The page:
Skip to main content

Health-related quality of life deficits associated with varying degrees of disease severity in type 2 diabetes



Diabetes is a chronic medical condition accompanied by a considerable health-related quality of life (HRQL) burden. The purpose of this analysis was to use generic measures of HRQL to describe HRQL deficits associated with varying degrees of severity of type 2 diabetes.


The RAND-12 physical and mental health composites (PHC and MHC, respectively) and Health Utilities Index Mark 3 (HUI3) were self-completed by 372 subjects enrolled in a prospective, controlled study of an intervention to improve care for individuals with type 2 diabetes in rural communities. Analysis of covariance was used to assess differences in HRQL according to disease severity and control of blood glucose. Disease severity was defined in terms of treatment intensity, emergency room visits and absenteeism from work specifically attributable to diabetes. To control for potential confounding, the analysis was adjusted for important sociodemographic and clinical characteristics.


The PHC and MHC were significantly lower for individuals treated with insulin as compared to diet alone (PHC: 41.01 vs 45.11, MHC: 43.23 vs 47.00, p < 0.05). Individuals treated with insulin had lower scores on the vision, emotion and pain attributes of the HUI3 than individuals managed with oral medication or diet. The PHC, MHC, pain attribute and overall score on the HUI3 captured substantial decrements in HRQL associated with absenteeism from work due to diabetes, while the burden associated with emergency room utilization for diabetes was seen in the PHC and HUI3 pain attribute.


We concluded that generic measures of HRQL captured deficits associated with more severe disease in type 2 diabetes.


Severity of diabetes has been associated with increased burden and impairment on many dimensions of health-related quality of life (HRQL), including social functioning, cognition, role functioning, physical functioning, emotional well-being, general perceptions of health and pain [114]. Diabetic complications, such as retinopathy, nephropathy, neuropathy, cardiovascular disease, stroke and peripheral vascular disease, result in significant morbidity and mortality [19]. Self-reported HRQL is an important outcome to assess in diabetes because clinical parameters, such as glycated hemoglobin (HbA1c), a measure of average blood glucose control over the previous three months, often fail to capture the overall impact of the disease.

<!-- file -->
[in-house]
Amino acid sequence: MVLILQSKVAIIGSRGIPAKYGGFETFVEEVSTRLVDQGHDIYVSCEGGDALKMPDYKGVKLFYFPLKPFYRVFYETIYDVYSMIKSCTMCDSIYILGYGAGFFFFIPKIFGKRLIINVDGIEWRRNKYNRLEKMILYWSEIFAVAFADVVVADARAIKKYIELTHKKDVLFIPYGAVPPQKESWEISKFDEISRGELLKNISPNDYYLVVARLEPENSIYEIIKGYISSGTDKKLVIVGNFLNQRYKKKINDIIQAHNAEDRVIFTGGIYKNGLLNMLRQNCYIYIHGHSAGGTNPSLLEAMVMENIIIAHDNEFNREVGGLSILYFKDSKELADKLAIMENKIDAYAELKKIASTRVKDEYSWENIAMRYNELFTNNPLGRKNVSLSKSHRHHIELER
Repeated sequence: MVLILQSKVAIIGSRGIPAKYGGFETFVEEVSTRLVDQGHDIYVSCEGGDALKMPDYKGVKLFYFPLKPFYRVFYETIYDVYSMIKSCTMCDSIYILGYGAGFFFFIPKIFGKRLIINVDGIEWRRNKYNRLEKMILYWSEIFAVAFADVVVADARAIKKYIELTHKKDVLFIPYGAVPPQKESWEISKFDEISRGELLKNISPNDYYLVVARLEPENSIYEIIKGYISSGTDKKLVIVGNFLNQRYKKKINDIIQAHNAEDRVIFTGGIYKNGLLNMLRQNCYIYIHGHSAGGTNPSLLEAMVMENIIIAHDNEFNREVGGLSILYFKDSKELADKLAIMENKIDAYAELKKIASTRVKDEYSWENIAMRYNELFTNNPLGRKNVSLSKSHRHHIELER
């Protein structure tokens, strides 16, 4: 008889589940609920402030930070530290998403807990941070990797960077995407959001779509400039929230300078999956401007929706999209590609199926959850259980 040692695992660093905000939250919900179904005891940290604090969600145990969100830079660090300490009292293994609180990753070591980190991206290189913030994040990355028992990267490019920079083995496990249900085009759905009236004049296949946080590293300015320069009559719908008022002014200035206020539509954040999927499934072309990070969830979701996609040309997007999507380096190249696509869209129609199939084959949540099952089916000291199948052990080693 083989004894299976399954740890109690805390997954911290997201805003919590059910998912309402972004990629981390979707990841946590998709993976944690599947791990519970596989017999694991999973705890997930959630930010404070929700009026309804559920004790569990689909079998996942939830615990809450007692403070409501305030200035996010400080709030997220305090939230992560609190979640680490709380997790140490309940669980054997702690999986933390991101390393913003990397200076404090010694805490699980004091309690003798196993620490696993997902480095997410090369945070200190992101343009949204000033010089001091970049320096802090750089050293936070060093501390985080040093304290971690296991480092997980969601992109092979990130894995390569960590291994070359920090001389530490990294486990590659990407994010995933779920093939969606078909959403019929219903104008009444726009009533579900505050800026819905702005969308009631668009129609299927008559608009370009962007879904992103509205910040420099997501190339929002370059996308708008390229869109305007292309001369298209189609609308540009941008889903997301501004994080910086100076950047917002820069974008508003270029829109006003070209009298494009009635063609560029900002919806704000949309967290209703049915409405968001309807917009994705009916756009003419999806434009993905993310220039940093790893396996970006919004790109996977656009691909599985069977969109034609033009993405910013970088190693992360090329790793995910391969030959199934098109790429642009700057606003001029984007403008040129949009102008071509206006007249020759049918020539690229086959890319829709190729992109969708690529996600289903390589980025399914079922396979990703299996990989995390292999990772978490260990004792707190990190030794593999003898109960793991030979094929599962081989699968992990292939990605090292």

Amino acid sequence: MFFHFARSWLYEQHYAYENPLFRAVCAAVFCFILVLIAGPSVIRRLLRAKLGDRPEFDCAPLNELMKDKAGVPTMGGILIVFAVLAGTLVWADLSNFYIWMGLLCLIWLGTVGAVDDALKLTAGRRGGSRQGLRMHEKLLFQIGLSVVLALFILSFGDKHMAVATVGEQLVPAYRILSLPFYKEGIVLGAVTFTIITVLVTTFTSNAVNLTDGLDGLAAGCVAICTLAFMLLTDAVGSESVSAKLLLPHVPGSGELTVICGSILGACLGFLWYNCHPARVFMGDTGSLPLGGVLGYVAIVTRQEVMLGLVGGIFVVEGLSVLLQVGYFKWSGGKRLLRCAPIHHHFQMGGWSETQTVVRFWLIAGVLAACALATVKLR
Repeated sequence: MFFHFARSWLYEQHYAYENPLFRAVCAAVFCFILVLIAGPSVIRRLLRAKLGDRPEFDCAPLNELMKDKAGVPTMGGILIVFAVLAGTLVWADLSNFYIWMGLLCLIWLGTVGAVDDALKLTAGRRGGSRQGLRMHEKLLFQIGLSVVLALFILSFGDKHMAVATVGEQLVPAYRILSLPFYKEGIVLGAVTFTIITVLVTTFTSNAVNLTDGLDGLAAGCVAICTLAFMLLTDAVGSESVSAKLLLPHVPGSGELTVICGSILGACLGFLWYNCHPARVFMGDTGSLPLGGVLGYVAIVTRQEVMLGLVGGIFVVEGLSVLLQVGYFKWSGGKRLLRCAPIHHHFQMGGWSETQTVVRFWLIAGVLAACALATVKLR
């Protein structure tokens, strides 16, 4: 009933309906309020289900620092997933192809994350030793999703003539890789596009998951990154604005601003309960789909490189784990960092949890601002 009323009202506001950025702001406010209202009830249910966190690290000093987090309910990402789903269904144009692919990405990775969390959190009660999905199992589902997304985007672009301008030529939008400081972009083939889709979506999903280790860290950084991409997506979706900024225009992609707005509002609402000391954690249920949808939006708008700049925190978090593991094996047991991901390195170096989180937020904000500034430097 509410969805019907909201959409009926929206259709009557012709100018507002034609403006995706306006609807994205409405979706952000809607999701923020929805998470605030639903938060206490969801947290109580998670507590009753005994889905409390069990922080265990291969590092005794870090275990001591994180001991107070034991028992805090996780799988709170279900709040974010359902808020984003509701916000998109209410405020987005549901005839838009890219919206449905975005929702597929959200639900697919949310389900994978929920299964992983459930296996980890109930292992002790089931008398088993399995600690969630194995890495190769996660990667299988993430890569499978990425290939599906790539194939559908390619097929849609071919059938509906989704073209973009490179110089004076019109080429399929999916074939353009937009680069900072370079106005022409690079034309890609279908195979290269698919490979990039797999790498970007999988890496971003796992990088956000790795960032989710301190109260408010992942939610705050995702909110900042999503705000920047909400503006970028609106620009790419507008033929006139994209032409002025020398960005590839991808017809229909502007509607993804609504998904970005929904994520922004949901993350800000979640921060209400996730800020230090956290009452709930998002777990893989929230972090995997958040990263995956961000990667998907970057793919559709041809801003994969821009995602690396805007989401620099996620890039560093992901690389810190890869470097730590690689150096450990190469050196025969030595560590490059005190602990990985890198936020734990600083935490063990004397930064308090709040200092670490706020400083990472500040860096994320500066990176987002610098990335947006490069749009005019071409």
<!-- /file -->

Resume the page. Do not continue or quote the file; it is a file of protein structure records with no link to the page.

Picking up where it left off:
Commonly used indicators of disease advancement or severity have included treatment intensity of diabetes, duration of diabetes, number and severity of complications associated with diabetes. The presence and severity of complications relate to clinical depression, anxiety and impairment on both generic and disease-specific measures of health status and HRQL in individuals with type 1 or type 2 diabetes [25, 15]. There is evidence that longer duration of diabetes is associated with deficits in HRQL [2, 6, 16, 17], but some studies have failed to find this association [18, 19].

The purpose of this analysis was to describe HRQL deficits associated with varying degrees of disease severity and poor control of blood glucose in type 2 diabetes, using the RAND-12 and Health Utilities Index Mark 3 (HUI3), two generic measures of HRQL. The prevalence of comorbidities in type 2 diabetes is relatively high. Past research suggests disease-specific measures may better capture the dimensions of HRQL most affected by diabetes, but these measures are not designed to capture the deficits associated with comorbidities, i.e. they are specific to diabetes. Generic measures may be useful for capturing the additional HRQL deficits associated with comorbidities, such as cardiovascular disease and depression, as they encompass a broad range of dimensions or attributes of HRQL. Further, using generic measures often enables comparisons to be made between the study sample and available population norms. Finally, preference-based measures, such as the HUI3, can provide utility scores for varying degrees of disease severity, which may be incorporated into cost utility analyses. We hypothesized that generic measures would capture increasing HRQL deficits according to disease severity, and that the HUI3 may be more sensitive than the RAND-12, as the HUI3 has attributes that may be directly affected by diabetic complications.